Whether you met him in real life or through the medium of literature, the personality Greg Lippermann exuded was only part of the persona cannot be easily dismiss from one’s mind. Lippermann was a man with a personality that very few people were likely to forget. This is made abundantly clear when the reader first interacts with him in the novel. When he is introduced as being the result of an experiment, “if a team of experts had set out to create a human being to maximize the likelihood that he would terrify a Wall Street customer,”(62, Lewis) a certain image begins to form. The picture the reader sees is of a man who does not meet the usual criteria of the successful Wall Street stock broker. If he is a near perfect example of someone who was designed to alienate customers it would be the logical assumption that his career would suffer as a result. However the reader, as well as those who knew him in real life, comes to find he is brilliant at his chosen trade. He tells us himself that, “whatever he’d been paid by his employer was not anything like what he’d been worth,” (63, Lewis). Lippermann made his clients and more importantly himself a fortune by playing the stock market game. He had a bit of a big head, but despite this was not a terrible human being. Those who knew him and interacted with him in the professional world all agreed that, “he simply evoked extreme feelings in others,” (64, Lewis), because of the strong differences in that existed in both his character and appearance that differed from what society deems normal. The reactions Lippermann’s personality produced were certainly strong; however this may have been part of his persona that seemed to break all the unspoken rules of Wall Street.
Yet another facet of the unforgettable personality that encompassed Greg Lippermann is that fact that despite his success in the industry, he broke nearly every unwritten rule of Wall Street in the process of earning it. Even the professionals he worked with were amazed at some of the things he would do. On more than one occasion he publicly announced to anyone who would listen that he had no allegiance to the company he worked for, he just happened to be working for them (64, Lewis). While this was a very common feeling amongst the workers of Wall Street, this was not something a sensible and successful person was supposed to admit, let alone announce repeatedly. To do so should have been career suicide, and yet he survived. Not only that but He continually hinted to anyone who would listen just how much this company he had no loyalty for was paying him and giving him in bonuses. He seemed to bring it up in the middle of a conversation, despite people continually saying, “but I didn’t ask,” (63, Lewis). Successful Wall Street brokers were supposed to be extremely tightlipped about such details, but the essence that made up Greg Lippermann did not seem to be able to tolerate any type of conforming to normality. Also, it shows us that he had a need inside of him that demanded he show how much he was worth to the world, perhaps because he was so dramatically different from the rest of the world. The more a person came to experience the persona projected by Lippermann, whether in real life or in the text, the more confused and befuddled they seemed to be that a man who completely disregarded the few rules in place in the stock market could be such a success. I know that I was certainly confused by him despite analyzing his character in preparation for writing this paper. Despite all of this, the controversy of his persona paid off in the end.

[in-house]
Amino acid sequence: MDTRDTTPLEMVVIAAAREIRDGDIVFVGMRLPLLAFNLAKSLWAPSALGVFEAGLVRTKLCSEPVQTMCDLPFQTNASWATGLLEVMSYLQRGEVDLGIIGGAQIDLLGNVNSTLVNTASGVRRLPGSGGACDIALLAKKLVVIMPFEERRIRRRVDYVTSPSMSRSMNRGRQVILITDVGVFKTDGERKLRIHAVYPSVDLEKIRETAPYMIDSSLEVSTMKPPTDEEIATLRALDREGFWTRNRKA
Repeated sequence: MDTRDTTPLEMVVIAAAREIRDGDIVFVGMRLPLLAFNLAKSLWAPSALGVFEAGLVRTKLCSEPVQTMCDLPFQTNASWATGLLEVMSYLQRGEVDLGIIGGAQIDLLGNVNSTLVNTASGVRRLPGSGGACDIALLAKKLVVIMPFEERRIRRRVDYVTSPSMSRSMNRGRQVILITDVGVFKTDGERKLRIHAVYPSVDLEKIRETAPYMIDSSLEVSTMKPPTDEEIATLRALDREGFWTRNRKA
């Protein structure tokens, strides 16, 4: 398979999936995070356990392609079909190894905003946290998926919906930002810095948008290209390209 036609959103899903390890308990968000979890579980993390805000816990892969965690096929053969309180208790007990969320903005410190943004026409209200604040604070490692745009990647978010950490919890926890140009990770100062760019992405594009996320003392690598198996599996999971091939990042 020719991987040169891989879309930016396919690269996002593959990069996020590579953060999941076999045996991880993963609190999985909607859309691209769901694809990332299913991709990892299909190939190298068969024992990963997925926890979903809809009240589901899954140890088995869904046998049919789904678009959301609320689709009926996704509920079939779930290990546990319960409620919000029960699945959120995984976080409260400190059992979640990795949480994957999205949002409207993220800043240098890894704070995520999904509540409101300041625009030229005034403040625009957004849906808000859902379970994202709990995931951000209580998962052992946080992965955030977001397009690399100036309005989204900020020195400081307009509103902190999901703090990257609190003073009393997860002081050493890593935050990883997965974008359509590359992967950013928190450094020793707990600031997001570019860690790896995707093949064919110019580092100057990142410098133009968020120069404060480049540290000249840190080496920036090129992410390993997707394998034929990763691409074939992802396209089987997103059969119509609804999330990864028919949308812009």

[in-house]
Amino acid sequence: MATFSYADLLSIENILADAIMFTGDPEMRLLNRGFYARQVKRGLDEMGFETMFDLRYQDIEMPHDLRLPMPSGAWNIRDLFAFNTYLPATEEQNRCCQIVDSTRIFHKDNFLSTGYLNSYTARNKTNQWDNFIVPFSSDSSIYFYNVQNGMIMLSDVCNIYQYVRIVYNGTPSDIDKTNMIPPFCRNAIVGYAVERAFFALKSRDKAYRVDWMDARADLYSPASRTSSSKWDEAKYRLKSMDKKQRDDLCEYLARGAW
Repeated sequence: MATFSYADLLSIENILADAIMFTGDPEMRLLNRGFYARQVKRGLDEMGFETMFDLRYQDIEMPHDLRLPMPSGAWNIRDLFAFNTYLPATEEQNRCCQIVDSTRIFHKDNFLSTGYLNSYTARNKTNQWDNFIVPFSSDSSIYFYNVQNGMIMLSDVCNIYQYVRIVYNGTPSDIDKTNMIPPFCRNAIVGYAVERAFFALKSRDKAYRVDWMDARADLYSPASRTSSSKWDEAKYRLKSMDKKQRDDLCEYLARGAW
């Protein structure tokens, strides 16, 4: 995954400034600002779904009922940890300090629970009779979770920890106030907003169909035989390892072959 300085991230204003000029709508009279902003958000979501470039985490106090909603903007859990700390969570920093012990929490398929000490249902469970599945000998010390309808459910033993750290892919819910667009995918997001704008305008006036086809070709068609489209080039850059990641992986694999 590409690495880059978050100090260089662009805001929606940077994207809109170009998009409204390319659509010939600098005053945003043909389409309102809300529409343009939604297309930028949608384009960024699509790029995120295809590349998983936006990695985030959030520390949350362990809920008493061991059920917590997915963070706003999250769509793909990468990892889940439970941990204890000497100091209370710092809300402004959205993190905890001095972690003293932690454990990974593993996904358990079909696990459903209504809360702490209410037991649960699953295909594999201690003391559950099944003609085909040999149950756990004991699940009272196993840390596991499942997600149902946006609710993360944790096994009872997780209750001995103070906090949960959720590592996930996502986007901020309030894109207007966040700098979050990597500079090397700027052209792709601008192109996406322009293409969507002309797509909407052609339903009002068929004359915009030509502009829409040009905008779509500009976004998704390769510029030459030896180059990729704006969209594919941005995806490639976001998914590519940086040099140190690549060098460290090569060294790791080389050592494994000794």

In the course of a lifetime, a person will meet hundreds of ordinary people and quickly forget them. However, they will also meet a handful of incredibly memorable people it is impossible for them to forget. Greg Lippmann was many things, but all of them were memorable. Whether the person he interacted with knew him in real life or in the pages of a book, his unique style remained implanted in their minds. Nothing about him was in any way a nod to conformity, whether it was in his appearance, the way he acted or the way he conducted business. He looked like a 70’s adult film star, had a personality that should have scared customers away, and broke nearly every rule he came across. Yet at the same time managed to be likable and great at his job. The more the reader learned about him, the more controversial and hard to pin down they realized he truly was. Lippmann may not have been the easiest person to interact with, but the reader will never quite forget the charming whack job of Wall Street.